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St Andrew's Dock - A Home For Hull's Fishing Fleet

Working on St Andrew's Dock

Right from its opening in 1883, St Andrew's Dock was a busy, bustling place where lots of people worked. There were trawlermen, who were constantly going out on fishing trips to the Arctic, or coming in from a fishing trip with their catch. Yet, there were lots of other fishing jobs to do and most were done at St Andrew's Dock or in factories just off it. 

Work at St Andrew's Dock and in the factories started early and finished late. It was tough and most of it required lots of physical effort, but it was also a fun and friendly place to work. Local historian Alec Gill, MBE, said that: 'The work was hard, the bosses were tough, the deadlines were daily, but people loved it. They called it one big family. They took a pride in the place and their fellow workers.'

Bobbers, Sorters, Net-Menders and Gutters

Lots of men called 'Bobbers' worked on the docks unloading fish from the trawlers. When the fish was unloaded from the trawlers they were put into baskets onboard the trawler and swung onto the dock-side. The Bobbers caught the baskets full of fish and tipped them into fish 'kits'. 

Fish being unloaded from a trawler.  There are barrels and barrels standing on the dock.
Fish being Unloaded from a Trawler

Bobbers were given this name because lots of these baskets full of fish would be swinging to and fro from the trawlers. The men had to constantly 'bob' out of the way to avoid being knocked over!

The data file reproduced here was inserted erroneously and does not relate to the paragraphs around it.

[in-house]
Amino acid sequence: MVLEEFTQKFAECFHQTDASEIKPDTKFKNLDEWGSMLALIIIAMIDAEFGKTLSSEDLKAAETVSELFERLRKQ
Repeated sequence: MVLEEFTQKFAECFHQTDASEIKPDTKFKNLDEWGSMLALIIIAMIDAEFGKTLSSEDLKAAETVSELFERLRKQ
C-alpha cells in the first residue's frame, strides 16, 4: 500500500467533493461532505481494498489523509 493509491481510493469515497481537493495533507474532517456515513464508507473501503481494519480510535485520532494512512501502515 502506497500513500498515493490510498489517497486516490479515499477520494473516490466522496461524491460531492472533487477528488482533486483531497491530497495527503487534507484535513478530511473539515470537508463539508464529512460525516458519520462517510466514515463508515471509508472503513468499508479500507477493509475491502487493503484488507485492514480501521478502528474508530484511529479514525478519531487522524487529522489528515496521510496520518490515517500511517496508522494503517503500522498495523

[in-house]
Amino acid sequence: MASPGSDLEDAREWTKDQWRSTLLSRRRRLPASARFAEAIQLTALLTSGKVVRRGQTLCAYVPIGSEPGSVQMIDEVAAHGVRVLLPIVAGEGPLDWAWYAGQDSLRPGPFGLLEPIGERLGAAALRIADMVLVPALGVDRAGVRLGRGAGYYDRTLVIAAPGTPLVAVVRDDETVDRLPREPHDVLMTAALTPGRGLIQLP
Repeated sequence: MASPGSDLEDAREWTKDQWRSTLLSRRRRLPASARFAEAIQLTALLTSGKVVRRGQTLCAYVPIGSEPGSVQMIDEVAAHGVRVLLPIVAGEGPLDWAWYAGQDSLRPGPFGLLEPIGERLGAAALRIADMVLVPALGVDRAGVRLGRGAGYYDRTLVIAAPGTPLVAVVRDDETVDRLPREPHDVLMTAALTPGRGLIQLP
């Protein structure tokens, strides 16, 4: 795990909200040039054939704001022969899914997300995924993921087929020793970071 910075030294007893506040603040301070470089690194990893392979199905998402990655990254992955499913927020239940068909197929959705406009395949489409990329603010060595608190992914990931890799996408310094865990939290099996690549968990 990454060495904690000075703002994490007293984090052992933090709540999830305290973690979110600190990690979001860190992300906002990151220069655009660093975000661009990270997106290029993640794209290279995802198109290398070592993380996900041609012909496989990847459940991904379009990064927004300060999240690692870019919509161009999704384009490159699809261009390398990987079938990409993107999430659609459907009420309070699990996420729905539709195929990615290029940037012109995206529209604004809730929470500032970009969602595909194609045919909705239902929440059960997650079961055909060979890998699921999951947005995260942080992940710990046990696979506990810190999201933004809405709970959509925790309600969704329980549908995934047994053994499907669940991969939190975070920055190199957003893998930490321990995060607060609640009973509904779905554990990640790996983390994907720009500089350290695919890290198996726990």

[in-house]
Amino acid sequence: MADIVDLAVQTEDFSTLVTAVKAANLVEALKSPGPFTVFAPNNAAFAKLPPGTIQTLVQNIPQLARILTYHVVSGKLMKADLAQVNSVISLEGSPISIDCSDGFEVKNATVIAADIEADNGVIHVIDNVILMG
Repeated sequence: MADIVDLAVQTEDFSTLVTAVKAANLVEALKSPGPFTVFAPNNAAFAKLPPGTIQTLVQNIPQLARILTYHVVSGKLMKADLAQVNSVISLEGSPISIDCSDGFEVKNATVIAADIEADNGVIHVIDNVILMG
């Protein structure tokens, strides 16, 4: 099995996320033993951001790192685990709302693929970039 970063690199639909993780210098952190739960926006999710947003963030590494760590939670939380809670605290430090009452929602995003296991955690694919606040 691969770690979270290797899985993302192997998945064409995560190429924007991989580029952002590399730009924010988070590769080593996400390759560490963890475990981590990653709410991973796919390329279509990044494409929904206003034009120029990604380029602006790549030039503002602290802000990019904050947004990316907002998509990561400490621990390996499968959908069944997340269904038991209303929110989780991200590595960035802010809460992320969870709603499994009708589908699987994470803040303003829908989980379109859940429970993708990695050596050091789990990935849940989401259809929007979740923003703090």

As well as Bobbers, there were people who sorted the fish and inspected them. There were places where nets were mended and boats repaired. There was also people who de-scaled and gutted the fish, before packing them.


Black and white photograph showing an open warehouse with crowded with barrels of fish and men.
Fish in 'Kits' at St Andrews Dock, Hull

The Fish Meal Factory

Nothing was thrown away at St Andrew's Dock. In 1890 the Hull Fish Meal and Oil Company was founded and a factory was built to process all of the fish heads, guts and bones which couldn't be eaten by humans. The fish meal which was made in the factory was made into fertiliser for farms or used as animal and fish feed.

The Smoke Houses

Hull used to be famous for its smoked haddock and tasty kippers.

The fish were smoked in big factories off St Andrew's Docks. The fish were  hung up in large rooms with hot, smoking oak wood chips underneath. Smoking was used to preserve the fish as well as add flavour. 

When did St Andrew's Dock close?

St Andrew's Dock finally closed on 3 November 1975 when the trawlers transferred into the Albert and William Wright Docks – these became Hull’s present-day fish docks.


Bustling - busy

Fertiliser - waste material used to feed plants

Preserve - to try to make something last longer

Smoking - to give meat or fish a special flavour using wood smoke and make it edible for longer

Transferred - when something is moved from one place to another